These Bay Area school districts are rushing to hire teachers before the first day of school

Competition for qualified teachers in the Bay Area is fierce as districts compete for a limited pool of applicants and hope they will have enough educators to fill every classroom by the first day of school.

In San Francisco, district officials said while the total number of teaching positions was lower this year than last year, they still had 120 openings out of about 2,500 teaching positions a week and a half before. on August 17, when nearly 50,000 students would file through the doors.

Last school year, the district opened those doors with 40 teaching vacancies, requiring administrators or long-term replacements to welcome students on the first day.

“We are doing everything we can to alert San Franciscans and Bay Area residents who have always wanted to work in education that we need you now,” said Kristin Bijur, human resources manager for the district, sharing his Uncle Sam pitch with anyone. potential job seeker. “If you want the world to be a better place and you quit another job, we want you here, now. Make a difference in the lives of young people. »

Vice-principal John Lee installs a new projector while academic mentor Jeremy Blower fixes a fan and first-grade teacher Megan Blower works on her desk at Lincoln Elementary School in Oakland.

Constanza Hevia H./Special at The Chronicle

Despite creative social media campaigns, signing bonuses and other incentives, few if any local districts will start the school year with full staff, a problem they have faced to a greater or lesser degree. less significant each fall in recent years.

The local hiring crisis comes as California and the country grapple with a teacher shortage exacerbated by the pandemic, which has led to increased quits and retirements among education personnel.

Additionally, many districts have had to hire more teachers given the expansion of transitional kindergarten as well as the influx of a bloated state budget that is pumping an additional $8 billion into public schools, pushing annual education spending past $110 billion and sending districts to hiring. .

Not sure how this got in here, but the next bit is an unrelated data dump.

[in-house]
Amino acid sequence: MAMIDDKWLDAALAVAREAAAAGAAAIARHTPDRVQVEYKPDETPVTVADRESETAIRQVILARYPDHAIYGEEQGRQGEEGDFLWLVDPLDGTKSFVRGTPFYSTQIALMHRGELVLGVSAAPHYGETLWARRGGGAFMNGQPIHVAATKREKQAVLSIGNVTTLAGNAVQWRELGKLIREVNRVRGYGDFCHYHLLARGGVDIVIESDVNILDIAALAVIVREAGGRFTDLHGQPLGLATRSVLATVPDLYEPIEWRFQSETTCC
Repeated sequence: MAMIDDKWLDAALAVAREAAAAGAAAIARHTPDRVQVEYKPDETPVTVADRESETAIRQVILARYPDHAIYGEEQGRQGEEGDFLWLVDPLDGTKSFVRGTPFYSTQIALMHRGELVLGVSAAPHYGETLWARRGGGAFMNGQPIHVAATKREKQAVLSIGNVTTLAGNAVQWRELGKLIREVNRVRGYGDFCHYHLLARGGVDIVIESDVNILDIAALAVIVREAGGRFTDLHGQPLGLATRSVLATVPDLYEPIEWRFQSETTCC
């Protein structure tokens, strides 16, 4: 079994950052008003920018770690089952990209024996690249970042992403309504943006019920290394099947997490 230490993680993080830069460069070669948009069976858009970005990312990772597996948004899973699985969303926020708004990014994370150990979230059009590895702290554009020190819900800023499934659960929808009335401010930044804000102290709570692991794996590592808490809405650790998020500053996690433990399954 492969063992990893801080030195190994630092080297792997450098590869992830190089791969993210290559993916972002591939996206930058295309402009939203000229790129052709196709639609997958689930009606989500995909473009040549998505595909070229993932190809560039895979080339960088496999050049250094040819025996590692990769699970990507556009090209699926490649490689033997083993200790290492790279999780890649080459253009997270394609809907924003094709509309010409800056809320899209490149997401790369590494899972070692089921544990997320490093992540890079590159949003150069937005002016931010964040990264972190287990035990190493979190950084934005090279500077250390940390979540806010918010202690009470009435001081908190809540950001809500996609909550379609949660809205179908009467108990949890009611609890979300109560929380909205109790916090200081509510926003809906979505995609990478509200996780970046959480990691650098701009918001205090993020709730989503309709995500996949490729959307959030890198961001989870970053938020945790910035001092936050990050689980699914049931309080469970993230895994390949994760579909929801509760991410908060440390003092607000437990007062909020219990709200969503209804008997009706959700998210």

The impact of central office replacement educators or long-term replacements can be devastating for students, who are still reeling from the impact of the pandemic, with critical time for learning and relationship building. lost until a permanent teacher is hired. And vacancies have often clustered in schools with a disproportionate number of disadvantaged students, leaving them even further behind their peers.

Oakland schools are reopening Monday, but the district still had 40 to 50 educator openings Thursday for the upcoming school year.

“We continue to receive one-time funding from the state and federal government related to pandemic relief, and the influx of new funding is creating more positions across the district – some for current staff and other positions we need to find candidates for,” district spokesman John Sasaki said. “We do large-scale internet marketing across multiple platforms, one-on-one advice, and follow up with community members who have shown interest.”